Hiram M. Samel
University of Oxford
Supply chainCorporate social responsibilityEconomicsGlobalizationCommerce
What is this?
Publications 11
#1Richard M. Locke (Brown University)H-Index: 22
#2Hiram M. Samel (University of Oxford)H-Index: 4
Scholars have argued that poor labor conditions in global supply chains are due to inadequate government regulation or ineffective (poorly designed) private compliance systems. Employing a unique data set and a case study of Hewlett-Packard and its supply chain, this article argues that these interventions—no matter how well intentioned and designed are insufficient because they focus solely (or primarily) on the locus of production, focus on the factories producing for global buyers. Although t...
2 CitationsSource
#1Hiram M. SamelH-Index: 4
#1Greg Distelhorst (University of Oxford)H-Index: 8
#2Richard M. Locke (Brown University)H-Index: 22
Last. Hiram M. Samel (University of Oxford)H-Index: 4
view all 4 authors...
29 CitationsSource
#1Greg Distelhorst (University of Oxford)H-Index: 8
#2Richard M. Locke (Brown University)H-Index: 22
Last. Hiram M. Samel (University of Oxford)H-Index: 4
view all 4 authors...
Poor working conditions in global supply chains have led to private initiatives that seek to regulate labor practices in developing countries. But how effective are these regulatory programs? We investigate the effects of transnational private regulation by studying Hewlett-Packard's (HP) supplier responsibility program. Using analysis of factory audits, interviews with buyer and supplier management, and field research at production facilities across seven countries, we find that national contex...
43 CitationsSource
#1Tim BartleyH-Index: 19
#2Sebastian KoosH-Index: 8
view all 5 authors...
What does it mean when consumers “shop with a conscience” and choose products labeled as fair or sustainable? Does this translate into meaningful changes in global production processes? To what extent are voluntary standards implemented and enforced, and can they really govern global industries? Looking behind the Label presents an informative introduction to global production and ethical consumption, tracing the links between consumers' choices and the practices of multinational producers and r...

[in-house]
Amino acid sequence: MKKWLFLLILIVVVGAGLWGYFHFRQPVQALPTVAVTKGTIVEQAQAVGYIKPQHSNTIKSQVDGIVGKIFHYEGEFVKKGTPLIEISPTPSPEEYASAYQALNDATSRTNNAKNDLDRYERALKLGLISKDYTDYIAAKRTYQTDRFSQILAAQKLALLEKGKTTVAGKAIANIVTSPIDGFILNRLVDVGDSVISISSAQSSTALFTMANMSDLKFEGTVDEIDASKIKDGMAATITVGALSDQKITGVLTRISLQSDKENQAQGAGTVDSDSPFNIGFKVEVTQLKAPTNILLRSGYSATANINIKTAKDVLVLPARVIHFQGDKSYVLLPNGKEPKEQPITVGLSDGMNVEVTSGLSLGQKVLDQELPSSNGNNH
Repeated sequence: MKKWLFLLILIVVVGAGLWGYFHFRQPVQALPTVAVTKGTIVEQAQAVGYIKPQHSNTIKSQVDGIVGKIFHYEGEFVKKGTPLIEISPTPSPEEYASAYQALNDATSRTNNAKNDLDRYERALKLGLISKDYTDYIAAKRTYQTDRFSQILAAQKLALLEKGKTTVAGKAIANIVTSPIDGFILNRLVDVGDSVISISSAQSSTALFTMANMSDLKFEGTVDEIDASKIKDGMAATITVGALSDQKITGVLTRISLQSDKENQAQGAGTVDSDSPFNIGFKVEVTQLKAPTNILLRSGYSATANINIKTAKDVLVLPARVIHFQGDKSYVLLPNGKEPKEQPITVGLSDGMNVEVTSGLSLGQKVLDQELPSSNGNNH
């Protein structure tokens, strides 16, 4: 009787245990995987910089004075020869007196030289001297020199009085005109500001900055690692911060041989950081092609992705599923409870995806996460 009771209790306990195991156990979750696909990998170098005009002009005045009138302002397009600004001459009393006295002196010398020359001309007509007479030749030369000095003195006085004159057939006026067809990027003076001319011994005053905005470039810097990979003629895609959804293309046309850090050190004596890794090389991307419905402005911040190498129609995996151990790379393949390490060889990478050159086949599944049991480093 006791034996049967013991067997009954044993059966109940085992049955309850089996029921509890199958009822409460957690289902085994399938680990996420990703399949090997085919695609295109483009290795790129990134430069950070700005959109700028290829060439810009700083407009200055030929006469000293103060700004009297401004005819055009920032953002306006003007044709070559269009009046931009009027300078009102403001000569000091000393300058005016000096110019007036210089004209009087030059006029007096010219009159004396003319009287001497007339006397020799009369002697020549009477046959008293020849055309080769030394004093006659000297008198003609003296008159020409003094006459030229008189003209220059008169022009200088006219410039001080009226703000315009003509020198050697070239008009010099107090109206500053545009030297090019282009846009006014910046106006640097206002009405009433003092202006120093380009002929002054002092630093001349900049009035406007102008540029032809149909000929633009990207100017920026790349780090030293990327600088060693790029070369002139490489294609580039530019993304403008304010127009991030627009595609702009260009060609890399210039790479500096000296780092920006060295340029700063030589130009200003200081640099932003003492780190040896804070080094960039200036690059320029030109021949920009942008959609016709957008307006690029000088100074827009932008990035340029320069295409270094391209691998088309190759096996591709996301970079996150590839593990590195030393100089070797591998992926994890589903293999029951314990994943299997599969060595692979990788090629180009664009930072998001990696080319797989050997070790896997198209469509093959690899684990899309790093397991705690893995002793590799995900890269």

#1Tim Bartley (OSU: Ohio State University)H-Index: 19
#2Sebastian Koos (University of Konstanz)H-Index: 8
Last. Nik Summers (IU: Indiana University Bloomington)H-Index: 3
view all 5 authors...
16 Citations
#2Hiram M. SamelH-Index: 4
Last. Joyce LawrenceH-Index: 1
view all 3 authors...
Using a sample of production-oriented start-up firms that licensed their core technology from the Massachusetts Institute of Technology (MIT) from 1997-2008, we track the growth trajectory of 150 firms and conduct in-depth interviews with senior managers of a subset of these firms to understand the critical factors in their scale-up process. Because these firms? innovations are often at the technological frontier, they generally need highly complex, advanced manufacturing capabilities that requi...
3 Citations
#1Richard M. LockeH-Index: 22
#2Hiram M. SamelH-Index: 4
Despite decades of debate and efforts to improve global labor standards, multiple problems still persist. Whether arguing for a more active role for the state, persuading firms to adopt codes of conduct, improving monitoring and sanctioning processes or seeking a higher degree of commitment between supply chain actors, scholars still lack an adequate explanation for why labor problems do not show improvement. Existing theories, while they will help, are not sufficient to solve this issue because...
3 CitationsSource